Browsing named entities in Colonel William Preston Johnston, The Life of General Albert Sidney Johnston : His Service in the Armies of the United States, the Republic of Texas, and the Confederate States.. You can also browse the collection for September 18th or search for September 18th in all documents.

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rson waited on the Governor, and offered him his choice between the escort and accompanying himself to Utah. The Governor chose the former. General Johnston allowed great discretion in the movements of the escort to the commander, Lieutenant-Colonel Philip St. George Cooke, whom he mentions as a cavalry-officer of great experience, and well acquainted with frontier service. So much was General Johnston impressed with the necessity of celerity that, leaving Fort Leavenworth on the 18th of September, with an escort of forty dragoons, he made the journey to camp, near South Pass, 920 miles, over bad and muddy roads in twenty-seven days, arriving there October 15th. But this speed was not at the expense of any important interest, as he availed himself of every opportunity on the route to further the ends of the expedition, by providing for the safe and rapid movement of mails, trains, and troops. Learning that the grass ahead was bad, he arranged to have thirty-one extra wagons of
s), at Fort Henry, was in open mutiny. Besides these troops there were also some unarmed Kentuckians in Tennessee. On taking possession of Bowling Green, General Buckner, in General Order No. 2, September 19th, particularly charged his soldiers- To respect the civil rights of every citizen of Kentucky, without regard to political sentiments. Any invasion of these rights on their part will be visited by the severest penalties. General Buckner issued a stirring proclamation, September 18th, reciting the breaches of neutrality by the Legislature, and the despotic acts of the President of the United States, and offering to retire from the State if the Federal forces would do likewise. But, of course, this was no longer expected by anybody. General Johnston issued the following manifesto: Proclamation. whereas, the armed occupation of a part of Kentucky by the United States, and the preparations which manifest the intention of their Government to invade the Confedera
rigadier-General. the Bishop-soldier. appearance. anecdotes. command in West Tennessee. services. force. occupation of Columbus. River-defenses. Polk's subsequent career. Governor Reynolds's recollections of General Johnston at Columbus. his plans. anecdotes. habits. As General Polk felt unwilling to leave his post at Columbus, just at this juncture, and as General Johnston wished to obtain as full a knowledge as possible. of his line of defense, he went thither on the 18th of September. It was a great pleasure to him to meet again, after the lapse of many years, his old comrade. It was no small consideration to feel that he had in so responsible a position a friend to whose loyalty of heart and native chivalry he could trust entirely, and one who, if long unused to arms, was yet, by virtue of early training, and a bold, aggressive spirit, every inch a soldier. General Polk's great services, his close public and private relations with the subject of this memoir,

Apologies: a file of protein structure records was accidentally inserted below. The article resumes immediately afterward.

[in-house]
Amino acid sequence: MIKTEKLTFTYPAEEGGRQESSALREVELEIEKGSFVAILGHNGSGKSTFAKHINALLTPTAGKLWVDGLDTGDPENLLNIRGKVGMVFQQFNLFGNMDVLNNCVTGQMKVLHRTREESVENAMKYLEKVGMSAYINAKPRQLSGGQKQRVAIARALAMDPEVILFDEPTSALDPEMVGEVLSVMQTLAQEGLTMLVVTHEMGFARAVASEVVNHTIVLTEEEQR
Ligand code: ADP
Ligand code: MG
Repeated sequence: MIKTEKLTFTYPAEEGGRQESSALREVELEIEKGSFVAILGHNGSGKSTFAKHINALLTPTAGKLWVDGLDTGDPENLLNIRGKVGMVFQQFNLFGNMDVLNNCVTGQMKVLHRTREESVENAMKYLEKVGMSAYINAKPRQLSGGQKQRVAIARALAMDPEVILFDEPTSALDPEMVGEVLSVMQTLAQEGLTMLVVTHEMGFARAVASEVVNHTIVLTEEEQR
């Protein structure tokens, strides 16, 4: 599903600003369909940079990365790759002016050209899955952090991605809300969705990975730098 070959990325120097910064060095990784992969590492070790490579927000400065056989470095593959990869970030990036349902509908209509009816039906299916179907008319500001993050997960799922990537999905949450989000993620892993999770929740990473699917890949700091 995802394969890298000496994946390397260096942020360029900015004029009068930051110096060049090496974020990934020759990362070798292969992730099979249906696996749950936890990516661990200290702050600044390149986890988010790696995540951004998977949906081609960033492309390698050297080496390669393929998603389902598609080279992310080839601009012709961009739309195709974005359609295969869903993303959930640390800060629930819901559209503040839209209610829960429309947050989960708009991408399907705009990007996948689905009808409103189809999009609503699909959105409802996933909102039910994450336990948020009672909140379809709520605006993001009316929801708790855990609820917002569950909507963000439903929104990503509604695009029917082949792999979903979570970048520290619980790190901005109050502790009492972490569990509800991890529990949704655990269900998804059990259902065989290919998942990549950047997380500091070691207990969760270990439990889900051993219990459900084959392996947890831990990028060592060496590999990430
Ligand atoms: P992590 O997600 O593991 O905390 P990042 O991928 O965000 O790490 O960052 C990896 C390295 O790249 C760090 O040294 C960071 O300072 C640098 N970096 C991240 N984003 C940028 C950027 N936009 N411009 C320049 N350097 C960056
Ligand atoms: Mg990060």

l forces; and within the last ten days we have been called upon to arm two regiments for the defense of this State. When this is done, I shall not have one hundred stand of muskets left which are fit for use. Our cavalry and sabre arms are entirely exhausted; and I am now waiting to forward sabres to Tennessee, which I have contracted for in Georgia. Very respectfully, General A. S. Johnston, General C. S. A., Nashville. Governor Brown made the following reply, from Atlanta, September 18th: Sir: Your letter of the 15th instant, in which you make the request that I will forward to you such arms as may be at my disposal for defense of our northern frontier, has been handed to me by Colonel Hunt and Captain Buckner. In reply, I beg leave to state, and I do so with much regret, that it is utterly impossible for me to comply with your request. There are no arms belonging to the State at my disposal; all have been exhausted arming the volunteers of the State now in th
helps up the Tennessee. When Tennessee seceded, her authorities assembled volunteers at the most assailable points on her borders, and took measures for guarding the water-entrances to her territory. All the strong points on the Mississippi were occupied and fortified-Memphis, Randolph, Fort Pillow, and Island No.10. The last-named place, though a low-lying island, was believed to be a very strong position. Captain Gray, the engineer in charge when General Johnston assumed command (September 18th), reported that Island No.10 was one of the finest strategic positions in the Mississippi Valley, and, properly fortified, would offer the greatest resistance to the enemy; and that its intrenchments could not be taken by a force four or five times superior in number. It is not necessary here to enter upon a narrative of the defenses of the Mississippi River. Columbus was relied upon as the chief barrier against invasion; and was found sufficient, until, for strategic reasons, it was d